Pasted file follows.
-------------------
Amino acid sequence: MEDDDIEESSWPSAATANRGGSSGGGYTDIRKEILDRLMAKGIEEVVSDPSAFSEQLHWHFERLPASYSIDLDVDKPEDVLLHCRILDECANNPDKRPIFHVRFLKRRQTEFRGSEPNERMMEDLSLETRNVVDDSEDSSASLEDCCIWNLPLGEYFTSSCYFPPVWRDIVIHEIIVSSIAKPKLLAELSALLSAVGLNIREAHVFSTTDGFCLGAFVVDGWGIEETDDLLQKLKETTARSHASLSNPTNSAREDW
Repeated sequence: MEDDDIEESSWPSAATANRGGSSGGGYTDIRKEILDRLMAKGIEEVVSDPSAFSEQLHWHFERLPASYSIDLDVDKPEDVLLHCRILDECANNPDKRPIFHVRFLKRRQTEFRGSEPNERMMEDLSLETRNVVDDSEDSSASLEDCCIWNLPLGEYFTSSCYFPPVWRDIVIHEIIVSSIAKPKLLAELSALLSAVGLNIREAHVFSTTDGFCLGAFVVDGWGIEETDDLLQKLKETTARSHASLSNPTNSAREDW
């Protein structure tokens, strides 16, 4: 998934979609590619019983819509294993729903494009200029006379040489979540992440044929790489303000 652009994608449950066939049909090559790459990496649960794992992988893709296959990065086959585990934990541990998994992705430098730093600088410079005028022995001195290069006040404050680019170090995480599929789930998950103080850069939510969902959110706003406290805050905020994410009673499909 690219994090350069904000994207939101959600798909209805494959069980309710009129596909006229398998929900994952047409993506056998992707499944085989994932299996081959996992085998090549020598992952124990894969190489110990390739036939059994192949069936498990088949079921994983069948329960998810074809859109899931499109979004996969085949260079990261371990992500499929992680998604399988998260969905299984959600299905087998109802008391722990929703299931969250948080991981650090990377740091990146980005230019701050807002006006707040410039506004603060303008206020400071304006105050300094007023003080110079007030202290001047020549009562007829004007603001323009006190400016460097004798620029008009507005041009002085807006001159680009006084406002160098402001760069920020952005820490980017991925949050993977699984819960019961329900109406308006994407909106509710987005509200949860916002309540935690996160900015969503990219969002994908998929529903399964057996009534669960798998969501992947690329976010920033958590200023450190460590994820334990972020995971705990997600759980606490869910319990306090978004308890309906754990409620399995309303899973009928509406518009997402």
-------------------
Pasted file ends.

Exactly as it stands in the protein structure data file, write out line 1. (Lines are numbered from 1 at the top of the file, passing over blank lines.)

Amino acid sequence: MEDDDIEESSWPSAATANRGGSSGGGYTDIRKEILDRLMAKGIEEVVSDPSAFSEQLHWHFERLPASYSIDLDVDKPEDVLLHCRILDECANNPDKRPIFHVRFLKRRQTEFRGSEPNERMMEDLSLETRNVVDDSEDSSASLEDCCIWNLPLGEYFTSSCYFPPVWRDIVIHEIIVSSIAKPKLLAELSALLSAVGLNIREAHVFSTTDGFCLGAFVVDGWGIEETDDLLQKLKETTARSHASLSNPTNSAREDW